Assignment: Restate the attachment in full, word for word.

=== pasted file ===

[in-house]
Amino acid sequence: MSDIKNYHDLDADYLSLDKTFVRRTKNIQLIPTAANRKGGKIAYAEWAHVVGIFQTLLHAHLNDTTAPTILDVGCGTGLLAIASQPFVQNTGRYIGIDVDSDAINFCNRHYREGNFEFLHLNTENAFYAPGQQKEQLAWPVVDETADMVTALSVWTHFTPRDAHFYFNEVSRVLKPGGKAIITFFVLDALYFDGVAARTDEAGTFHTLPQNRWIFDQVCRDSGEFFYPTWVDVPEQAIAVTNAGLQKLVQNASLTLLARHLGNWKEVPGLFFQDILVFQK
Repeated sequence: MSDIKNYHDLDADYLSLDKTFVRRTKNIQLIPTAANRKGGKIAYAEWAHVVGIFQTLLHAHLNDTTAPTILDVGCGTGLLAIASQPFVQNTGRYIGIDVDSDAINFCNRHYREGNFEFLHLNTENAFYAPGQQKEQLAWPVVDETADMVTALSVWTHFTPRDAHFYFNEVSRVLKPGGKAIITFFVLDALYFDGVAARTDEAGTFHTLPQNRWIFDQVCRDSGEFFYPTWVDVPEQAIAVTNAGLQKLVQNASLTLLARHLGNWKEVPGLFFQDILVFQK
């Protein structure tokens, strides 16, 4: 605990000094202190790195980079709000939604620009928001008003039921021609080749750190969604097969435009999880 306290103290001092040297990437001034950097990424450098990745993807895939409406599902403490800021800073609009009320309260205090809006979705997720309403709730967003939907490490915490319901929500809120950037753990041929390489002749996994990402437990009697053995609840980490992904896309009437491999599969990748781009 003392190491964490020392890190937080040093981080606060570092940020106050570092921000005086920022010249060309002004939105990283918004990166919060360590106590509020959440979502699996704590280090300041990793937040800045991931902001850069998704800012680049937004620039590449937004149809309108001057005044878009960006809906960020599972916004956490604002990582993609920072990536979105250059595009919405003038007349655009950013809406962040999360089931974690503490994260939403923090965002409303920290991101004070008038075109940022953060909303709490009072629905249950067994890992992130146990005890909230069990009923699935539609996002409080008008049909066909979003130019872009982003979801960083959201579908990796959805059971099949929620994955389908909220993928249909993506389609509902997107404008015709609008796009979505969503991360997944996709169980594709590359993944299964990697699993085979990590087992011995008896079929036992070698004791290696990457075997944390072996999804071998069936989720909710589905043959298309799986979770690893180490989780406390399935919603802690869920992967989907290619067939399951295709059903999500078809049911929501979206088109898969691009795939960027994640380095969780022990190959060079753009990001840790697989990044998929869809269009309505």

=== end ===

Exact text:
[in-house]
Amino acid sequence: MSDIKNYHDLDADYLSLDKTFVRRTKNIQLIPTAANRKGGKIAYAEWAHVVGIFQTLLHAHLNDTTAPTILDVGCGTGLLAIASQPFVQNTGRYIGIDVDSDAINFCNRHYREGNFEFLHLNTENAFYAPGQQKEQLAWPVVDETADMVTALSVWTHFTPRDAHFYFNEVSRVLKPGGKAIITFFVLDALYFDGVAARTDEAGTFHTLPQNRWIFDQVCRDSGEFFYPTWVDVPEQAIAVTNAGLQKLVQNASLTLLARHLGNWKEVPGLFFQDILVFQK
Repeated sequence: MSDIKNYHDLDADYLSLDKTFVRRTKNIQLIPTAANRKGGKIAYAEWAHVVGIFQTLLHAHLNDTTAPTILDVGCGTGLLAIASQPFVQNTGRYIGIDVDSDAINFCNRHYREGNFEFLHLNTENAFYAPGQQKEQLAWPVVDETADMVTALSVWTHFTPRDAHFYFNEVSRVLKPGGKAIITFFVLDALYFDGVAARTDEAGTFHTLPQNRWIFDQVCRDSGEFFYPTWVDVPEQAIAVTNAGLQKLVQNASLTLLARHLGNWKEVPGLFFQDILVFQK
């Protein structure tokens, strides 16, 4: 605990000094202190790195980079709000939604620009928001008003039921021609080749750190969604097969435009999880 306290103290001092040297990437001034950097990424450098990745993807895939409406599902403490800021800073609009009320309260205090809006979705997720309403709730967003939907490490915490319901929500809120950037753990041929390489002749996994990402437990009697053995609840980490992904896309009437491999599969990748781009 003392190491964490020392890190937080040093981080606060570092940020106050570092921000005086920022010249060309002004939105990283918004990166919060360590106590509020959440979502699996704590280090300041990793937040800045991931902001850069998704800012680049937004620039590449937004149809309108001057005044878009960006809906960020599972916004956490604002990582993609920072990536979105250059595009919405003038007349655009950013809406962040999360089931974690503490994260939403923090965002409303920290991101004070008038075109940022953060909303709490009072629905249950067994890992992130146990005890909230069990009923699935539609996002409080008008049909066909979003130019872009982003979801960083959201579908990796959805059971099949929620994955389908909220993928249909993506389609509902997107404008015709609008796009979505969503991360997944996709169980594709590359993944299964990697699993085979990590087992011995008896079929036992070698004791290696990457075997944390072996999804071998069936989720909710589905043959298309799986979770690893180490989780406390399935919603802690869920992967989907290619067939399951295709059903999500078809049911929501979206088109898969691009795939960027994640380095969780022990190959060079753009990001840790697989990044998929869809269009309505």